It’s not Ape-ocalypse Now, but there’s some fun to be had.
Kong’s a pretty good king. Keeps to himself, mostly, but you don’t go into someone’s house and start dropping bombs unless you’re picking a fight.
I took a few attempts at writing a more intellectual review of Kong: Skull Island, as if that was a thing that could exist or needed to exist. The truth is that Kong: Skull Island itself doesn’t need to exist. But it’s here, and it’s big and loud, so how do we evaluate it?
I suppose it depends on what you’re looking for. Lacking both the magic of the original and the pathos of Peter Jackson’s 2005 version, this Kong has more in common with the jungle B-adventures of the early 20th century: stock characters, obligatory thrills, little logic and less nuance. It’s a true Saturday matinee, a monster movie that occasionally raises the pulse as its likable cast sprints from one computer-generated sequence to another. Maybe you’re excited at the prospect of Warner Brothers and Legendary’s Expanded MUTO Universe; it’s a safer bet that without the post-credits brand extension, few would truly be excited to see the big ape back in action.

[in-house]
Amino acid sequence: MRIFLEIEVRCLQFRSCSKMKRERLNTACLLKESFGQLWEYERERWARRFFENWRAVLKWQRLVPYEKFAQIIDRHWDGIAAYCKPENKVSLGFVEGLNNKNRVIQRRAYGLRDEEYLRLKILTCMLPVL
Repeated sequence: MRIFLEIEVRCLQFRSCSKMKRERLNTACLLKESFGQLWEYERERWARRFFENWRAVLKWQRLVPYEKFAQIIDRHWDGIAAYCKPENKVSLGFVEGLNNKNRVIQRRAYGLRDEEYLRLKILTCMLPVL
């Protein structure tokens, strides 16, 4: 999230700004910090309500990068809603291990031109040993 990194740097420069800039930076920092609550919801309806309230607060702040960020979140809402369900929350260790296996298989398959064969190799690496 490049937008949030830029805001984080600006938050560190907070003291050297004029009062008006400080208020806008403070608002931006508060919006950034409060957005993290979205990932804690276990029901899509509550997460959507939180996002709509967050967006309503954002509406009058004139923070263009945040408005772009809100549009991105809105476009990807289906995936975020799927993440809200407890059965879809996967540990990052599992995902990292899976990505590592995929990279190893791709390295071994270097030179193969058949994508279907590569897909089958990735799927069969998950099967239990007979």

Director Jordan Vogt-Roberts, the latest in a long line of men catapulted from a small debut indie to a studio tentpole, had his work cut out for him in reinvigorating the 80-year-old property. He and writers Dan Gilroy, Derek Connolly, and Max Borenstein (the last of which worked on the 2014 Godzilla reboot) make one smart — or at least interesting — choice right away in Kong’s 1973 setting. This time it’s not a film crew but a team of scientists, led by crackpot Bill Randa (John Goodman). They’re accompanied by a platoon of soldiers fresh off the end of the Vietnam War, led by Colonel Packard (Samuel L. Jackson). There’s the nervous one, and the stoic one, and the crazy one. There’s a British mercenary (Tom Hiddleston), and a pretty war photographer (Brie Larson, her first film since winning that Oscar). The mission? Fly to this uncharted island and find out what makes it so special. What no one knows until they get there is that they’re all about to be monster fodder.